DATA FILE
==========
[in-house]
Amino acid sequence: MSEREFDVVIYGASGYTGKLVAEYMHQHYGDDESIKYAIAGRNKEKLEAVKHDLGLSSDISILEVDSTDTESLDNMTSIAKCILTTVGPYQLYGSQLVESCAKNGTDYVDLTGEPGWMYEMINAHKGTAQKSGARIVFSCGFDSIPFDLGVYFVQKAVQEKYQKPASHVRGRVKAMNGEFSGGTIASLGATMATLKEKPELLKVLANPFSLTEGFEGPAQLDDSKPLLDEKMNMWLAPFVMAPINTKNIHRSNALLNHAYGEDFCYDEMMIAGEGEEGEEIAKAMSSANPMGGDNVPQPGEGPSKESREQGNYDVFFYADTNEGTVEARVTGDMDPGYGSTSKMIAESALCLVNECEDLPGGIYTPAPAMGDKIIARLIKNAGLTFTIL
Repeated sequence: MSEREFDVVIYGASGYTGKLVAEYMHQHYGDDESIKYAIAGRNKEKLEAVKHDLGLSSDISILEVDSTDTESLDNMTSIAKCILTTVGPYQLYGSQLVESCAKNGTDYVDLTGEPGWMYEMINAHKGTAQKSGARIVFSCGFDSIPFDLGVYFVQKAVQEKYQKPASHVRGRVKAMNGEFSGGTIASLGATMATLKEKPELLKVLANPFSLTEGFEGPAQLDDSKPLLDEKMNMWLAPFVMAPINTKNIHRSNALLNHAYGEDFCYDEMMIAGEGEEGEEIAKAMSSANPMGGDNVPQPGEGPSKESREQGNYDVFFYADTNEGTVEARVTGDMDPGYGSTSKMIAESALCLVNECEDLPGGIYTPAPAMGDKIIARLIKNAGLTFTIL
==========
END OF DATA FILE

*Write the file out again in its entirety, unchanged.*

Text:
[in-house]
Amino acid sequence: MSEREFDVVIYGASGYTGKLVAEYMHQHYGDDESIKYAIAGRNKEKLEAVKHDLGLSSDISILEVDSTDTESLDNMTSIAKCILTTVGPYQLYGSQLVESCAKNGTDYVDLTGEPGWMYEMINAHKGTAQKSGARIVFSCGFDSIPFDLGVYFVQKAVQEKYQKPASHVRGRVKAMNGEFSGGTIASLGATMATLKEKPELLKVLANPFSLTEGFEGPAQLDDSKPLLDEKMNMWLAPFVMAPINTKNIHRSNALLNHAYGEDFCYDEMMIAGEGEEGEEIAKAMSSANPMGGDNVPQPGEGPSKESREQGNYDVFFYADTNEGTVEARVTGDMDPGYGSTSKMIAESALCLVNECEDLPGGIYTPAPAMGDKIIARLIKNAGLTFTIL
Repeated sequence: MSEREFDVVIYGASGYTGKLVAEYMHQHYGDDESIKYAIAGRNKEKLEAVKHDLGLSSDISILEVDSTDTESLDNMTSIAKCILTTVGPYQLYGSQLVESCAKNGTDYVDLTGEPGWMYEMINAHKGTAQKSGARIVFSCGFDSIPFDLGVYFVQKAVQEKYQKPASHVRGRVKAMNGEFSGGTIASLGATMATLKEKPELLKVLANPFSLTEGFEGPAQLDDSKPLLDEKMNMWLAPFVMAPINTKNIHRSNALLNHAYGEDFCYDEMMIAGEGEEGEEIAKAMSSANPMGGDNVPQPGEGPSKESREQGNYDVFFYADTNEGTVEARVTGDMDPGYGSTSKMIAESALCLVNECEDLPGGIYTPAPAMGDKIIARLIKNAGLTFTIL